Europeans latch on to 'Second Life'

European fans of the virtual world outnumber Second Life users in the U.S. and Asia-Pacific, study shows.

The popularity of Second Life continues to rocket, with the virtual world currently proving even more popular in Europe than in the United States.

In March, 61 percent of active residents were from Europe, compared with 16 percent from the States and 13 percent from the Asia-Pacific region, according to ComScore research.

The study calculated that about 1.3 million people ran the official software and logged into Second Life in March 2007. This represents an increase of 46 percent in the number of active residents from January 2007, ComScore said.

Second Life's own figures state that it has more than 6 million residents and that 1.7 million have logged in during the last 60 days.

Bob Ivins, managing director of ComScore Europe, said that with nearly 800,000 active residents in Europe, Second Life is proving to be popular on an international scale.

It is little wonder that brick-and-mortar businesses are seeing Second Life as a virtual-world way of accessing a global, real-world customer base, he said.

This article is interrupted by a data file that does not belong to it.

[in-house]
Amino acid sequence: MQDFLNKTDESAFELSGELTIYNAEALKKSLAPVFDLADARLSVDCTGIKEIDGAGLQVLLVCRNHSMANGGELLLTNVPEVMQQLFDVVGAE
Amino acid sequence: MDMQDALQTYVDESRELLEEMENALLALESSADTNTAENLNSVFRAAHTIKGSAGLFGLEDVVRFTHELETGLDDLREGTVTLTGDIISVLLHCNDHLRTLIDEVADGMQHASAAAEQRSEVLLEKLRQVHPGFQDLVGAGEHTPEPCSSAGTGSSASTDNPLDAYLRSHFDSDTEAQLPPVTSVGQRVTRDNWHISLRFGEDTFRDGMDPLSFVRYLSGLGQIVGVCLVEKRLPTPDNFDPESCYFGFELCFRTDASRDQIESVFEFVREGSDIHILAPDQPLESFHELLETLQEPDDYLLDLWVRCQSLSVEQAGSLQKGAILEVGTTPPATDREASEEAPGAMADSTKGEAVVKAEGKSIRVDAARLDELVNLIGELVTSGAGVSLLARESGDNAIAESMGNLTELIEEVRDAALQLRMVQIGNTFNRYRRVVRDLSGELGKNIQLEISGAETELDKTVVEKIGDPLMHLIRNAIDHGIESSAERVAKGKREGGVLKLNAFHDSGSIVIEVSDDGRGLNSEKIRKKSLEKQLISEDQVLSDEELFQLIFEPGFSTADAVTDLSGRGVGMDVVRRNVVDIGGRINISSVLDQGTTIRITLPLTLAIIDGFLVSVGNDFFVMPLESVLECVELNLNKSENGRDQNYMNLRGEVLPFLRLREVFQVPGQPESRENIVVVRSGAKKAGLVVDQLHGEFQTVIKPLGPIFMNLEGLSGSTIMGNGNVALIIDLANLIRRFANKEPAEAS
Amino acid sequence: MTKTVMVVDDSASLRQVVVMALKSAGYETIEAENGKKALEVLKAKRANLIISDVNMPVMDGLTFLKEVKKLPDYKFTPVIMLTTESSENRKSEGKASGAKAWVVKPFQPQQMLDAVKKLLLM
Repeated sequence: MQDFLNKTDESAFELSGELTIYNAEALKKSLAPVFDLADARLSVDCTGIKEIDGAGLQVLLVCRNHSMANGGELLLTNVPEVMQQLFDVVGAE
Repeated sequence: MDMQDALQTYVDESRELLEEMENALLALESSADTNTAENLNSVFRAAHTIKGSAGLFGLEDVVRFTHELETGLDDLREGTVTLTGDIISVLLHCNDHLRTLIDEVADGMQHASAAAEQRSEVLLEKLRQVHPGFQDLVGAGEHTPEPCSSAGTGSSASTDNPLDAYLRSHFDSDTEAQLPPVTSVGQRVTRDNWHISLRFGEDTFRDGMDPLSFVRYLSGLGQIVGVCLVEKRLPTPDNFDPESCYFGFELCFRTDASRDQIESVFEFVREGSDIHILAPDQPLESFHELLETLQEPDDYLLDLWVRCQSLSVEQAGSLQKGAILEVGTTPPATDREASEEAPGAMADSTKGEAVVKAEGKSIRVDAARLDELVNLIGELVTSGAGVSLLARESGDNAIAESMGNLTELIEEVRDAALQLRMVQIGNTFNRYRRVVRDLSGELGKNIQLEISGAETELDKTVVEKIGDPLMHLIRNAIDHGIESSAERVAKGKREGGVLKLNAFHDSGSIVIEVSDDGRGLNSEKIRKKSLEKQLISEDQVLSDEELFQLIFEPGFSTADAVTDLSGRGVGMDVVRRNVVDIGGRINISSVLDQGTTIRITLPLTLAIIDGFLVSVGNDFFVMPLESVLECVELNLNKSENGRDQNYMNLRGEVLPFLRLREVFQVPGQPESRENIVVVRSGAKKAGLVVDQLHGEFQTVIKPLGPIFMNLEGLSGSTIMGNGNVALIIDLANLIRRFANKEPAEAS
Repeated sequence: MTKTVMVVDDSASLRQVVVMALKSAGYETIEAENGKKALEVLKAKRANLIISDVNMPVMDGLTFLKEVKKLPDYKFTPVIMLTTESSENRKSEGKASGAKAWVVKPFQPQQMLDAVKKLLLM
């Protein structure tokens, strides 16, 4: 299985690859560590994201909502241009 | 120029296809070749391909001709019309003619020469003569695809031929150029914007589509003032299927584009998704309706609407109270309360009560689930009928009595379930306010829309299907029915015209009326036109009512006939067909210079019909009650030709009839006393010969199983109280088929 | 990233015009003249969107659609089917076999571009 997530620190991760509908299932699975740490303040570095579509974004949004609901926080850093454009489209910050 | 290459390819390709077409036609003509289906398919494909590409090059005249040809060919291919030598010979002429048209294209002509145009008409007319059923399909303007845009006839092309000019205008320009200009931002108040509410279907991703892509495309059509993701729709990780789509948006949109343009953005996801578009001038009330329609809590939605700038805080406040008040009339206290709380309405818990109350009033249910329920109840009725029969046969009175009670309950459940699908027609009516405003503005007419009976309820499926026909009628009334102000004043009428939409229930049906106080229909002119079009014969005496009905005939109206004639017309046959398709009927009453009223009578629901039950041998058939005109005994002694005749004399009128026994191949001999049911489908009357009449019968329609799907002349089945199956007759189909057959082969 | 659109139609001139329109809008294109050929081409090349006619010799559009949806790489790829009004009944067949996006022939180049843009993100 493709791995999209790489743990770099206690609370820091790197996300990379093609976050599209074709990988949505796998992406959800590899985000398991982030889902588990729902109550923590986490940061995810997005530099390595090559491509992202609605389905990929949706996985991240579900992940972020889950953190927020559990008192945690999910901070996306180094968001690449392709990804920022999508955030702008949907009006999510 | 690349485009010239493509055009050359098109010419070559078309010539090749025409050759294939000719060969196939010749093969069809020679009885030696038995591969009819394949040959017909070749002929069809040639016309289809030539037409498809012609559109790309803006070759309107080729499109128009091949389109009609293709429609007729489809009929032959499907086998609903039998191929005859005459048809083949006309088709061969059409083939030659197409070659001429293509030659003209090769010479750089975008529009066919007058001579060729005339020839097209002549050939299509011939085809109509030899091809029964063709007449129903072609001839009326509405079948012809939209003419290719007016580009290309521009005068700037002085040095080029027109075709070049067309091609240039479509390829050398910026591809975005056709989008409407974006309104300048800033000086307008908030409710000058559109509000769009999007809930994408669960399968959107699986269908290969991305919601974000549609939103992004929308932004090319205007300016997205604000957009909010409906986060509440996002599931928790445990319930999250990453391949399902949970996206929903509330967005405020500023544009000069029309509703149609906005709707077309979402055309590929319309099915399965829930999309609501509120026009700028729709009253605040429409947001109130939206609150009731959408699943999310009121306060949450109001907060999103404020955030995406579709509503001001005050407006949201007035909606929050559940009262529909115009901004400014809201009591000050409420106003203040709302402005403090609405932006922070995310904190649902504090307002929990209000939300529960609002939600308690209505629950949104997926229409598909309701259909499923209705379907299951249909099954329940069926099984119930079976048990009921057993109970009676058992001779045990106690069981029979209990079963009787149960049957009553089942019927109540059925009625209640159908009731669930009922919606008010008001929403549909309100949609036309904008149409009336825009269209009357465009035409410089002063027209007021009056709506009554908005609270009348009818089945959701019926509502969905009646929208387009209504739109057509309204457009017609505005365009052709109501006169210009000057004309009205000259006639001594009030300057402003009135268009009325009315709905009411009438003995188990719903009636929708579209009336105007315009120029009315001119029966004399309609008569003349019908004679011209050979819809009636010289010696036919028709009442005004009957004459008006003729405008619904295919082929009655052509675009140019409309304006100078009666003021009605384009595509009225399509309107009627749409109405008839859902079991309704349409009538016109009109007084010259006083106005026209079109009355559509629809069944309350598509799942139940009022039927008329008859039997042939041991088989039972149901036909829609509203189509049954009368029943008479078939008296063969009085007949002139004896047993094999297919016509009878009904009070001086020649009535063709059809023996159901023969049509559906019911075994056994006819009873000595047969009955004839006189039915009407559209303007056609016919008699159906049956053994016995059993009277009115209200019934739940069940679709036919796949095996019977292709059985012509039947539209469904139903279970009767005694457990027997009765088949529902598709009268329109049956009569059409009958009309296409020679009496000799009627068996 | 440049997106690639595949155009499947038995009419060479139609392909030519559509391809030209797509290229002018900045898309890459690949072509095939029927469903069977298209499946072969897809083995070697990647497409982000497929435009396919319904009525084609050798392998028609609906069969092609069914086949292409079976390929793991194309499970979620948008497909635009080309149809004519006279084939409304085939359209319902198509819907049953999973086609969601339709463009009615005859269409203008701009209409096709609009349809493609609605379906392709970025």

The ComScore research found that 61 percent of residents are male and 39 percent are female. While in the month of March, around 16 percent of Second Life users came from Germany, 8 percent came from France and 6 percent from the United Kingdom. The number of active residents of the virtual world coming from the U.K. grew 24 percent between January and March this year--compared with 92 percent growth in the number of U.S. users and a 70 percent increase in German fans.

In addition to the resident activity cited above, ComScore found that was visited by 3.6 million visitors in March, up 17 percent from the previous month and up 46 percent since January. ComScore said this indicates continuing and potential future growth in Second Life residents because the application used to access the virtual world is only available from this site.

Steve Ranger of Silicon.com reported from London.

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